Outreach completed by the Maine Department of Agriculture, Conservation and Forestry has assisted operations of various sizes improve their operations and reduce their liability. The Department educates landowners about the use of Best Management Practices for their particular site which reflects the number of animals kept, the lot size, etc. The response to this educational activity has been positive and has assisted in the mitigation of harmful bacteria which lead to detrimental shellfish flat closures. Improving water quality water can be achieved by simple activities such as increasing amount of grass cover left in a pasture, increasing setbacks to sensitive features, or improving buffering characteristics. In some instances it may be a little more involved such as relocating a manure pile or restricting animal access to certain areas.

Going forward, the working group will continue to collect samples from areas of the river and to work cooperatively with landowners, as was done with North American Kelp, to address problems they find. The members of the group will also continue to advocate for the river so that it continues to be a priority both locally and at the state level.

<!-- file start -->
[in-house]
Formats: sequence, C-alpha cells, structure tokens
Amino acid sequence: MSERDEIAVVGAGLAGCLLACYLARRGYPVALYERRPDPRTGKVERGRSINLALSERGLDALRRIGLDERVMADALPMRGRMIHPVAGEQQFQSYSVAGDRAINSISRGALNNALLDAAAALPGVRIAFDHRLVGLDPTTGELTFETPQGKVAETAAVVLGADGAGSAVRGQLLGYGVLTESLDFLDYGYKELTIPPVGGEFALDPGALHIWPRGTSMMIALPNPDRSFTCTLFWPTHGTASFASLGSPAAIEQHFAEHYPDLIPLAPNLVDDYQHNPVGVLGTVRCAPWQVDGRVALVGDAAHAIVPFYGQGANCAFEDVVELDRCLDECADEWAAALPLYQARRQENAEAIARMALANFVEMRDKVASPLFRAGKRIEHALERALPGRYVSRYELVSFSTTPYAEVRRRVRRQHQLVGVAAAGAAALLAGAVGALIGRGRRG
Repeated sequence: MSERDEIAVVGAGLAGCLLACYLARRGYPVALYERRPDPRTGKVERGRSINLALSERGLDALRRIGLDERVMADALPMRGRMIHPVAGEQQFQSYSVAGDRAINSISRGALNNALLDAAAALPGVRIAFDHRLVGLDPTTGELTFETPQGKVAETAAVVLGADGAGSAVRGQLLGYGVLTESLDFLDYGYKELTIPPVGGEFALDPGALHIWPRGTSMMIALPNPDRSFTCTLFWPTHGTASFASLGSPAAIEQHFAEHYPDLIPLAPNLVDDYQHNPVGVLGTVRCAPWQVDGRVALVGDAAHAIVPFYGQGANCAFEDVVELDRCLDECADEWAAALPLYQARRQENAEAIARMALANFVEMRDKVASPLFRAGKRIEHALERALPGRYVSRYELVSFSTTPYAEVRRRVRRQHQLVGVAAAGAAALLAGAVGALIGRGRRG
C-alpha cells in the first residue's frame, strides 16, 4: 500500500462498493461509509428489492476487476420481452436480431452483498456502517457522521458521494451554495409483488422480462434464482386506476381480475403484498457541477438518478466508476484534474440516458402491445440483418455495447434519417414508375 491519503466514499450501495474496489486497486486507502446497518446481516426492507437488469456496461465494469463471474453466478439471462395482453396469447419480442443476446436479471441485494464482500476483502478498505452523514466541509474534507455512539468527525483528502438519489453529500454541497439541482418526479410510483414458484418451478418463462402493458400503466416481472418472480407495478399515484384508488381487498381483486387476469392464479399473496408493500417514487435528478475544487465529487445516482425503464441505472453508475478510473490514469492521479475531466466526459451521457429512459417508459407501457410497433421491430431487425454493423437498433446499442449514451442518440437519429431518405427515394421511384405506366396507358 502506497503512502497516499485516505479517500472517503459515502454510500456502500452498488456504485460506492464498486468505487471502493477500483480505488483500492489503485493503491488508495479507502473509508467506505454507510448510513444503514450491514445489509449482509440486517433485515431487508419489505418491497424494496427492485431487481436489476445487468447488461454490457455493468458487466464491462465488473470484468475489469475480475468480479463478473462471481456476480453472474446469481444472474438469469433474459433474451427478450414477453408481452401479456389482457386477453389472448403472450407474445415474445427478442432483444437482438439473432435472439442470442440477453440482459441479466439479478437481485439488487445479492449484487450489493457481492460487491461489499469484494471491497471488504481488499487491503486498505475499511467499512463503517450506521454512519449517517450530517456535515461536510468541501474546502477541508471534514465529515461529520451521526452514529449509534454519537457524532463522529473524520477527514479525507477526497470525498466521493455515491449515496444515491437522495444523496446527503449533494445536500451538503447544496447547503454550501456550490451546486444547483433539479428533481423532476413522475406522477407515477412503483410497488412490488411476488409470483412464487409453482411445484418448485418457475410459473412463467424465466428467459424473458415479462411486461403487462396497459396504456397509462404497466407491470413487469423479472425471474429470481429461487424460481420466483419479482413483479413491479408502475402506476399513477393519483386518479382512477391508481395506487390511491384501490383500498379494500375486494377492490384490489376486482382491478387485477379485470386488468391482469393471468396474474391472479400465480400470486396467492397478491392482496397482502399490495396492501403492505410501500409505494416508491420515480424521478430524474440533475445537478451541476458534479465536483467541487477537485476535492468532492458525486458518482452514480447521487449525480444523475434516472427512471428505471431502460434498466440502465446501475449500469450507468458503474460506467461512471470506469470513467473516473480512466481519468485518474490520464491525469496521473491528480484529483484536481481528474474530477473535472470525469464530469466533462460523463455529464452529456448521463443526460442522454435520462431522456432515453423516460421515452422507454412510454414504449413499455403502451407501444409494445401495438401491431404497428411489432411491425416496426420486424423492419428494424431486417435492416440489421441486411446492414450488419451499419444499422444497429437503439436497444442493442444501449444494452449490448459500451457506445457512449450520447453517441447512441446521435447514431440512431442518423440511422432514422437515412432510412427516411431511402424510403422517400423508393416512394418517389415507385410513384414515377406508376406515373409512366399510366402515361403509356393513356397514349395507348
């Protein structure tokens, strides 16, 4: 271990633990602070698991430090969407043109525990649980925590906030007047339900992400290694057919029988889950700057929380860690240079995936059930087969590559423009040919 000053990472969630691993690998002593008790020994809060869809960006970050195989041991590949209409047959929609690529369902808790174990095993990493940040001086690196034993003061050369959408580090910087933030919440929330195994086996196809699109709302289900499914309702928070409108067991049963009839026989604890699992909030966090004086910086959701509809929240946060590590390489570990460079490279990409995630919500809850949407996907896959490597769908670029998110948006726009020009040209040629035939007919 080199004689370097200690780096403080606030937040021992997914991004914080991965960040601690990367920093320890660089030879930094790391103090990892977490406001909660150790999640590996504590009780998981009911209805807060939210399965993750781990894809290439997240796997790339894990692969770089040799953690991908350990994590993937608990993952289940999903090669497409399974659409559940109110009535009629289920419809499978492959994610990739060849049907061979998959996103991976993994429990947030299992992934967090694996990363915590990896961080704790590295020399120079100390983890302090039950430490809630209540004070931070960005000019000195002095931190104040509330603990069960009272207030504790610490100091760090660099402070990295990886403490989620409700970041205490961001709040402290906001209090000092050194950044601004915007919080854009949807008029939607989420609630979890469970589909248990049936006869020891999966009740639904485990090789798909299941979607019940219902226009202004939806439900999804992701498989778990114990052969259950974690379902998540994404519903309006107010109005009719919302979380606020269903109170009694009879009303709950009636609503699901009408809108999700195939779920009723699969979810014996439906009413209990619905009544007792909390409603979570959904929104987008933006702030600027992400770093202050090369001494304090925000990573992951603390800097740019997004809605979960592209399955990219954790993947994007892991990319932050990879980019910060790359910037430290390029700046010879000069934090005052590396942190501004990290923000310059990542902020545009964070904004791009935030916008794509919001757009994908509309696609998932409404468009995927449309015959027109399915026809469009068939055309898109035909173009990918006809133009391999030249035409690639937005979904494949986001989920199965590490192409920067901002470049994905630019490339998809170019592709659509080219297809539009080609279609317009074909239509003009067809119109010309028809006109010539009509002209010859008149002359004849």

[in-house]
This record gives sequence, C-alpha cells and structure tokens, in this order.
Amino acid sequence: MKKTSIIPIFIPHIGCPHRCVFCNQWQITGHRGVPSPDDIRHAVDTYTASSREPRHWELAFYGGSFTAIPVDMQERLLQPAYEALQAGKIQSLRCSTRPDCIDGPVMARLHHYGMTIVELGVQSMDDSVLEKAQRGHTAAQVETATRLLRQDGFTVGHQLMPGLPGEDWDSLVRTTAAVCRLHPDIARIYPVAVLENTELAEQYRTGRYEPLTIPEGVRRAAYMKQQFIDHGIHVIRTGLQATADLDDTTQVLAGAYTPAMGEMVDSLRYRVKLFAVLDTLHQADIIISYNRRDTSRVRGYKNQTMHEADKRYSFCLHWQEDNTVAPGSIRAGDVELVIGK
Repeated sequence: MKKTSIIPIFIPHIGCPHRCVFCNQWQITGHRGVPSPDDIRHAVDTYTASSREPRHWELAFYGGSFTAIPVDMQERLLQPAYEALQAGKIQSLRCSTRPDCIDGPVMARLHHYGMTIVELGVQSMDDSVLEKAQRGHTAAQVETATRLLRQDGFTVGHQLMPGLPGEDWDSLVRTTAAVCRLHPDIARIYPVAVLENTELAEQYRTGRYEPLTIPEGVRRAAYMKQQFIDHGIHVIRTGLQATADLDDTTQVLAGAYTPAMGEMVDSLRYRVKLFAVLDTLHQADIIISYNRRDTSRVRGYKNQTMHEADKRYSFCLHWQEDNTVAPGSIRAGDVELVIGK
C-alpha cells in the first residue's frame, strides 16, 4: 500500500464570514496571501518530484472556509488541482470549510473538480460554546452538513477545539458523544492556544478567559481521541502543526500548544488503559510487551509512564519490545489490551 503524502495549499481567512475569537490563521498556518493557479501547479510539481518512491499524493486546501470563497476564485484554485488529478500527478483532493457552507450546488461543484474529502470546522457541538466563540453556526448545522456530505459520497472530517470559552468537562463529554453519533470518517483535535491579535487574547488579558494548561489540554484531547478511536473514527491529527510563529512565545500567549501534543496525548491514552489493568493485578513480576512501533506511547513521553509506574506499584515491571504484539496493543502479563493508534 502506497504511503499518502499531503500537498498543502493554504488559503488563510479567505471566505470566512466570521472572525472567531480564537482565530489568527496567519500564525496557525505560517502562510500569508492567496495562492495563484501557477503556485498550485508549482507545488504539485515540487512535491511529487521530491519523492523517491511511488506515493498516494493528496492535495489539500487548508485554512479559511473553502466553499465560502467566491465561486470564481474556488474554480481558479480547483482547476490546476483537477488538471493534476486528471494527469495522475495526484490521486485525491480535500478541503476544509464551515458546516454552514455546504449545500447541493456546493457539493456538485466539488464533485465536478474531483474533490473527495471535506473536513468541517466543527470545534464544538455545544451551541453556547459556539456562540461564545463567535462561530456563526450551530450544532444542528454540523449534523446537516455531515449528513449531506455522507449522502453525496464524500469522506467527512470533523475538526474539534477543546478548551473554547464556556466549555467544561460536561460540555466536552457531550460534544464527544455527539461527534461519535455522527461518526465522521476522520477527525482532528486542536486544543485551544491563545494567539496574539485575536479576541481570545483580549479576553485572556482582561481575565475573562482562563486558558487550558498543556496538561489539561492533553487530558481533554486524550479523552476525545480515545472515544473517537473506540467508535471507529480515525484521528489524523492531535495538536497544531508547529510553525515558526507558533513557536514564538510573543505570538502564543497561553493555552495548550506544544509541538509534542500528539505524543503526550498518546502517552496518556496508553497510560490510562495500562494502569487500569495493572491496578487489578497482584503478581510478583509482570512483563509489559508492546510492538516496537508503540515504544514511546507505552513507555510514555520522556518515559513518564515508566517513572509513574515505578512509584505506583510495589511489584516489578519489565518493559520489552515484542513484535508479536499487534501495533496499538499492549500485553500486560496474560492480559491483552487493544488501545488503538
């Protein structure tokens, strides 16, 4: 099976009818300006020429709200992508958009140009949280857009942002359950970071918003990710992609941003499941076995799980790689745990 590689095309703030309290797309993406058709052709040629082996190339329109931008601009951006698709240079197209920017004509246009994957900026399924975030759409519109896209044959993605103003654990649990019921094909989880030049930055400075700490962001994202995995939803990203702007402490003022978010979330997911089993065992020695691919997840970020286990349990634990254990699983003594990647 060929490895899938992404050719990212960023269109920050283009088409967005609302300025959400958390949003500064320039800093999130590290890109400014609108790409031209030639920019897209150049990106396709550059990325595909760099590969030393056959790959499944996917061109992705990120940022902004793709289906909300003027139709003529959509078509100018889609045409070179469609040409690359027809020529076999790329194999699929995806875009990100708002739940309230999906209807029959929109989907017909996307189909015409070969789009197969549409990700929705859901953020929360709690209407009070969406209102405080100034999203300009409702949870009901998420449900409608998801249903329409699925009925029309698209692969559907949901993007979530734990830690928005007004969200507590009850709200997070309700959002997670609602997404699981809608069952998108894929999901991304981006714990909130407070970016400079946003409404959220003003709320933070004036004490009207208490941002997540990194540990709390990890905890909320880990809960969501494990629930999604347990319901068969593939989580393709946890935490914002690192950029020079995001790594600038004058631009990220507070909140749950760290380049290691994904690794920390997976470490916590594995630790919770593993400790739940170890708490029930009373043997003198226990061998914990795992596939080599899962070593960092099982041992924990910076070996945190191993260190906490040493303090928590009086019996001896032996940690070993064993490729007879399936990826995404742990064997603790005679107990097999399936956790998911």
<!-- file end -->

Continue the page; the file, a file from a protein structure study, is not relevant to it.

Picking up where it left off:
The Department of Marine Resources will use the information collected in 2013 to evaluate the possibility of increasing the shellfish harvest area in the upper Medomak River. A study such as the one conducted in the Medomak, is necessary to meet the requirements of the National Shellfish Sanitation Program (NSSP) and the Food and Drug Administration. NSSP Requirements include updated information on actual and potential pollution sources and confirmation of remediation of those pollution sources by the town.

Additional information includes an assessment of hydrographics of the river along with water sampling data confirming pollution is no longer an issue. With the assistance of project partners, DMR will compile and assess these data in the next few months to determine if changes can be made to the upper Medomak River in 2014.

While great progress has been made, there is still work to be done and there are opportunities for people to help at many levels. We all have an impact on the watershed’s health. Daily activities on our own properties, including how we care for our yards and dispose of waste from dogs, cats and chickens, may seem unimportant, but these small actions can have a significant impact on water quality. The working group encourages residents and user groups to think about the impact they have on runoff and help in whatever ways they can to help keep the river clean.